Harbhajan too a chucker, says Bedi
The legendary spinner has branded Harbhajan a chucker and blasted the ICC for ignoring what he believes is a greater blight on cricket than the match-fixing scandal.cricket Updated: Dec 02, 2007 18:05 IST
Bishan Singh Bedi is at it again, his favourite pastime, picking bowlers with unfair bowling action. He does not spare anyone, even countryman Harbhajan Singh.
The legendary spinner has branded Harbhajan a chucker and blasted the International Cricket Council (ICC) for ignoring what he believes is a greater blight on cricket than the match-fixing scandal.
Bedi previously has been so outspoken about Muthiah Muralidharan's action that the Sri Lankan has threatened a multimillion-dollar lawsuit against him. But now Bedi has included Harbhajan on his hit-list.
"He (Harbhajan) is not any different," Bedi told The Sunday Age Saturday. "The ICC is turning a blind eye to both of them. They are blind to this monstrous problem and it is unfair and undesirable.
"It is not something to be ignored. A lot of people have questioned Harbhajan's action and they are right too. He has the same problem as Murali," the former Indian captain and coach said.
"This is cricket's greatest tragedy. Match-fixing was disgraceful but no one knew about it, so nothing could be done. Throwing is being allowed to happen in front of 30,000 and 40,000 people," said Bedi, who took 266 wickets in 67 Tests.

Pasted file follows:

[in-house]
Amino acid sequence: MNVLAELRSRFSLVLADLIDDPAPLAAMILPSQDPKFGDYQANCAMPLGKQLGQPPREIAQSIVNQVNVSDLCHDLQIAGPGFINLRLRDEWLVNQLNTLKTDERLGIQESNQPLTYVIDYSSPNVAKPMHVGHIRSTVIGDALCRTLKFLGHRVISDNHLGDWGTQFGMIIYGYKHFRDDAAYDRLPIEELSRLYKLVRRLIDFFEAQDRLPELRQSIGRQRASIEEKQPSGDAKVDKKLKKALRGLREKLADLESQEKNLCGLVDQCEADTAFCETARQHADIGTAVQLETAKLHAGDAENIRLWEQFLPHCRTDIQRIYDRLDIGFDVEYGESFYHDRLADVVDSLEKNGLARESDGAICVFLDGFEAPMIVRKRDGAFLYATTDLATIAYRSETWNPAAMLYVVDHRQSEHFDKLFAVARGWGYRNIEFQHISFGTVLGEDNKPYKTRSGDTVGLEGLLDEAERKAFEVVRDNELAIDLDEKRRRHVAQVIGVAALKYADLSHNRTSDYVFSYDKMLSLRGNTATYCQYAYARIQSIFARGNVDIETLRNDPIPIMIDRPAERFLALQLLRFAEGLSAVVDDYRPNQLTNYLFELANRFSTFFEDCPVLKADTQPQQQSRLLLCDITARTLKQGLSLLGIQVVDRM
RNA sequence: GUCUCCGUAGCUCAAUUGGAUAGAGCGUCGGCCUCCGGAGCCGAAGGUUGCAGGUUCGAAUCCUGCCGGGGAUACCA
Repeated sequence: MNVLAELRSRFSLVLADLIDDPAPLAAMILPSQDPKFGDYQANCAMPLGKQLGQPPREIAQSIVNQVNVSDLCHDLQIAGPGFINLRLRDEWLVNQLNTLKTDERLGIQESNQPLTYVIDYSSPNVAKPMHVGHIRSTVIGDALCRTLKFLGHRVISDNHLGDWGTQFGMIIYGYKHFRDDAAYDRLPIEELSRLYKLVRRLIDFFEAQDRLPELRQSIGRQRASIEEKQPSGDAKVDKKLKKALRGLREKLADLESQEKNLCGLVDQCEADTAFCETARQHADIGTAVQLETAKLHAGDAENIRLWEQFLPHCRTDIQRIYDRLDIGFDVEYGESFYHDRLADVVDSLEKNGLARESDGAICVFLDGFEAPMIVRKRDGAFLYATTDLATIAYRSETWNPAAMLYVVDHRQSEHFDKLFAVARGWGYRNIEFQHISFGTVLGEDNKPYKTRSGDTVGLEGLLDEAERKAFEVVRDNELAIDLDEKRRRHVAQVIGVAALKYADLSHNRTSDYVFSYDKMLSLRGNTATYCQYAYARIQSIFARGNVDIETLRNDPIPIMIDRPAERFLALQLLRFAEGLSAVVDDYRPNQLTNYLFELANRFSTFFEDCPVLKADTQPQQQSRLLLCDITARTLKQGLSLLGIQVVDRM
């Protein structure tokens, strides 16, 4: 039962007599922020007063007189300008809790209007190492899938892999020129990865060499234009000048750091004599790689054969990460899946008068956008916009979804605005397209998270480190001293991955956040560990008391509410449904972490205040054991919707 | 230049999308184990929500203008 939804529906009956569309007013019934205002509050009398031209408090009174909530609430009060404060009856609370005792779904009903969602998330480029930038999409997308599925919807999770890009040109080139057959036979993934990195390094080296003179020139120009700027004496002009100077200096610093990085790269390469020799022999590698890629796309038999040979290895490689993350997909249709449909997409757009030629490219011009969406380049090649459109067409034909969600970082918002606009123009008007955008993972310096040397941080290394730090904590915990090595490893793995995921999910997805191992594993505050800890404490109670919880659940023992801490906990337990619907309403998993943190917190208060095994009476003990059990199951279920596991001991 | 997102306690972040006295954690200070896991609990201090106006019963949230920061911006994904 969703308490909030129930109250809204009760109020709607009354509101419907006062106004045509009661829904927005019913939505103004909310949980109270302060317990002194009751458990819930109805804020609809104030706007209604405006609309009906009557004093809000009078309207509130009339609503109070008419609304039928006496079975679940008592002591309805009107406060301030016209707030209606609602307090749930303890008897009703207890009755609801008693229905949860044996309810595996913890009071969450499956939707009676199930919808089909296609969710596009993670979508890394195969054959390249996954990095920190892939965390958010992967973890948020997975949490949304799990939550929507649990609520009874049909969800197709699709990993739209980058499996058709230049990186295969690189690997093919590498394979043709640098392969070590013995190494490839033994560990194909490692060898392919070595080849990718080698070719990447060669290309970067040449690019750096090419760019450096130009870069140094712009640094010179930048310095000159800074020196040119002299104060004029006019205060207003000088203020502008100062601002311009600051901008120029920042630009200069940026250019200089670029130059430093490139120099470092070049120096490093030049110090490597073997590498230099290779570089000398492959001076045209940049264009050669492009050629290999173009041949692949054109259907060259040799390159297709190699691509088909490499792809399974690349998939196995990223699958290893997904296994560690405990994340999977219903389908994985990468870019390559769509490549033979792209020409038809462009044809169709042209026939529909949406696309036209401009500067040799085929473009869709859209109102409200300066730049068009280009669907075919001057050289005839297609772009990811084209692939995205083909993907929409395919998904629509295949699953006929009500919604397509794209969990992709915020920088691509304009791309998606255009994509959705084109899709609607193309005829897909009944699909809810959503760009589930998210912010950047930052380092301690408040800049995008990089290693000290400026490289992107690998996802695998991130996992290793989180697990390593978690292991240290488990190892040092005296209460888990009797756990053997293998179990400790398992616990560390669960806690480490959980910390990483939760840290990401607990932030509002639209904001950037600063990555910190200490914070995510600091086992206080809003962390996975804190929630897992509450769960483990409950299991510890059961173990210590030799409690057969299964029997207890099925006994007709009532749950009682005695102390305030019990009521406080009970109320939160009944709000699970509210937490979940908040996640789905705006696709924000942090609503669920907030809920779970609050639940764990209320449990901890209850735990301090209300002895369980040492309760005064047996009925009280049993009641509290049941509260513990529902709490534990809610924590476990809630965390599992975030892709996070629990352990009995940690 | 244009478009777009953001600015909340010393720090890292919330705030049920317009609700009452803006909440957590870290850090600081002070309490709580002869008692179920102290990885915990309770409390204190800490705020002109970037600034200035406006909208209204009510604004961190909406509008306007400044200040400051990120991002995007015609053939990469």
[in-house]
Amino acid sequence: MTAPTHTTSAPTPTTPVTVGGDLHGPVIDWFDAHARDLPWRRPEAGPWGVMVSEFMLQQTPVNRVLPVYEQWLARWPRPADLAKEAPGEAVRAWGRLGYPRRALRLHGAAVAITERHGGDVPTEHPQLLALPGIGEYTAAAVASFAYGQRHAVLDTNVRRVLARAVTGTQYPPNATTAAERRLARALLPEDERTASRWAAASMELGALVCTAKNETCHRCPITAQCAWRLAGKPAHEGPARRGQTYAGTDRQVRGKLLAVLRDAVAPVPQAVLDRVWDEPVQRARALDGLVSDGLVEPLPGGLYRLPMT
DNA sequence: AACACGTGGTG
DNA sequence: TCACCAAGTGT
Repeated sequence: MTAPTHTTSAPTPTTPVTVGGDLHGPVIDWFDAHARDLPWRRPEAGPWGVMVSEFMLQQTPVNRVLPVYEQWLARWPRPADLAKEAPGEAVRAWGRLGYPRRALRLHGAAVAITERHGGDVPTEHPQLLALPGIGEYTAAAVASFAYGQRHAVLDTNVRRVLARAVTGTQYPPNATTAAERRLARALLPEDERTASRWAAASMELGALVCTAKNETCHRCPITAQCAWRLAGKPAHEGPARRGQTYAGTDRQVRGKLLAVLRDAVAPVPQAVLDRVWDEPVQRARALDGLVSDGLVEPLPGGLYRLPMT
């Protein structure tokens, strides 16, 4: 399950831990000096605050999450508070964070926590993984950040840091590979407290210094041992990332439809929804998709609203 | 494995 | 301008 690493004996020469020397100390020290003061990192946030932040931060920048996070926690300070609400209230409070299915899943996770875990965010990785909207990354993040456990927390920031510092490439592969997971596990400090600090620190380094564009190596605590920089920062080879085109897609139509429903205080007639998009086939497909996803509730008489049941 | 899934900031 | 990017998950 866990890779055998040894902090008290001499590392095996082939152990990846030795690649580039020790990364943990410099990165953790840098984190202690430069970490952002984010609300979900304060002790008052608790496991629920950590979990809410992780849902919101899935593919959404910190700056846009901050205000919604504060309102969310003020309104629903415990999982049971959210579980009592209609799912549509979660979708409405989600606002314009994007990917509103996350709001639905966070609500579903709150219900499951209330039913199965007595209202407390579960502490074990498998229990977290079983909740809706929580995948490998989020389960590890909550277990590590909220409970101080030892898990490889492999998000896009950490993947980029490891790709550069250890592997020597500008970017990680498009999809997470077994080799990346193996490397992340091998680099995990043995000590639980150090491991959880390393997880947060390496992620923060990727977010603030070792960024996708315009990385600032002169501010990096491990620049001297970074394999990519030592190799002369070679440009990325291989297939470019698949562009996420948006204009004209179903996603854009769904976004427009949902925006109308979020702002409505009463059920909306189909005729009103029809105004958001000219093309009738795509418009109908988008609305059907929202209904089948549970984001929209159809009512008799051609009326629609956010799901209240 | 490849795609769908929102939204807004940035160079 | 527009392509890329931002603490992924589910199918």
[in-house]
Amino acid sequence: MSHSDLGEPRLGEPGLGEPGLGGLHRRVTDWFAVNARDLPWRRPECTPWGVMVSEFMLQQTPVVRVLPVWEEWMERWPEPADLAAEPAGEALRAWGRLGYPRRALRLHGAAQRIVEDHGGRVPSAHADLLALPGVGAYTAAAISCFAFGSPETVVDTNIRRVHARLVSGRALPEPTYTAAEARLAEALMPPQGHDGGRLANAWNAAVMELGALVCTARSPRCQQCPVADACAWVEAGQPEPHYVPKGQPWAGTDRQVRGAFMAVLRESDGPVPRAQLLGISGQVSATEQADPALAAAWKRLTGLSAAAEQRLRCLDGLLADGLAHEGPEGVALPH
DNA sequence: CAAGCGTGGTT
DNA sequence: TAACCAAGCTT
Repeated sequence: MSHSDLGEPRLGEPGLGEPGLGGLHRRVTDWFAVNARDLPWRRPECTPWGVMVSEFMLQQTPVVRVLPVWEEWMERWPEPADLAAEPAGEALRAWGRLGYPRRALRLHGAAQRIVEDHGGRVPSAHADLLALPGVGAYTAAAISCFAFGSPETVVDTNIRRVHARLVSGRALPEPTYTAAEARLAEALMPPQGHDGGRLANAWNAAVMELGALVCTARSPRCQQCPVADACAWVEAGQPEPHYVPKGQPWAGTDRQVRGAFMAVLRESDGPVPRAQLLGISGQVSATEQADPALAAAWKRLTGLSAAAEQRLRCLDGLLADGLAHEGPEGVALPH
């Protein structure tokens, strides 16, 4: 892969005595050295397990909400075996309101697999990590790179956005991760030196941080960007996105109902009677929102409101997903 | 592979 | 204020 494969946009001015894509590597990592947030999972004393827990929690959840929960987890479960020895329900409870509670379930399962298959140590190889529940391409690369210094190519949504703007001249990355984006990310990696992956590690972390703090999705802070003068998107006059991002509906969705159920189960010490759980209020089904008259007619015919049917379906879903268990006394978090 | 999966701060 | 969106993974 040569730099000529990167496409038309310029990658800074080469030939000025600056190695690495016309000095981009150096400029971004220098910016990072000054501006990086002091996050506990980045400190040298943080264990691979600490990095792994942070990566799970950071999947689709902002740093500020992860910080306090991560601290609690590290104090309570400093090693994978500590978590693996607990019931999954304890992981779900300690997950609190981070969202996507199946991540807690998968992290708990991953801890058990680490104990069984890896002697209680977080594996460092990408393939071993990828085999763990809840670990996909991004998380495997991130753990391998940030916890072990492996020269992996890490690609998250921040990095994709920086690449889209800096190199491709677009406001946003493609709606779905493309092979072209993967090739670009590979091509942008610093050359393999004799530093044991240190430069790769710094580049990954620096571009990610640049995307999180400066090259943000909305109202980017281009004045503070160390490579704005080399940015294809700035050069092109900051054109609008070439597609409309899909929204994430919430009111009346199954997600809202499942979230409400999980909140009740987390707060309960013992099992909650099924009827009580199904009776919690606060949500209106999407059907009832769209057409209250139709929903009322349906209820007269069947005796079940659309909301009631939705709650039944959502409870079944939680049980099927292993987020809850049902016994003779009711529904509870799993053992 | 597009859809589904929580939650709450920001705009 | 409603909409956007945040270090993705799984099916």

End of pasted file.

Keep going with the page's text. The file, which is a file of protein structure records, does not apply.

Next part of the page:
"Chucking is a bigger disgrace than match-fixing because it is done out in the open. It is the scourge of cricket and must be stopped.
"Harbhajan is also surviving on the 15-degree allowance. They're having a ball, these bowlers.
"And young bowlers on the subcontinent are coming through and they are copying the actions of Harbhajan and Muralidharan. These boys will be Test cricketers one day and the ICC is going to have a hell of a problem," he said.
Harbhajan will arrive in Australia this month as the spearhead of Indians' slow bowling attack that includes skipper Anil Kumble and Murali Kartik.
Harbhajan has been spared much of the scathing criticism directed at Muralidharan partly because he's less successful, but 241 wickets from 58 Tests is still a formidable record. His action is not as blatant as Muralidharan's but it would struggle to be legal without the 15-degree law.
Muralidharan, Pakistan strike bowler Shoaib Akhtar and Harbhajan all have come under scrutiny since the 15-degree threshold was introduced in 2005.
Until then, spinners were permitted to straighten their arms by only five degrees, medium pacers 7.5 degrees and fast bowlers 10 degrees.
Australian speedster Brett Lee has aroused fleeting suspicions of throwing in the past but Bedi said Lee is in the clear.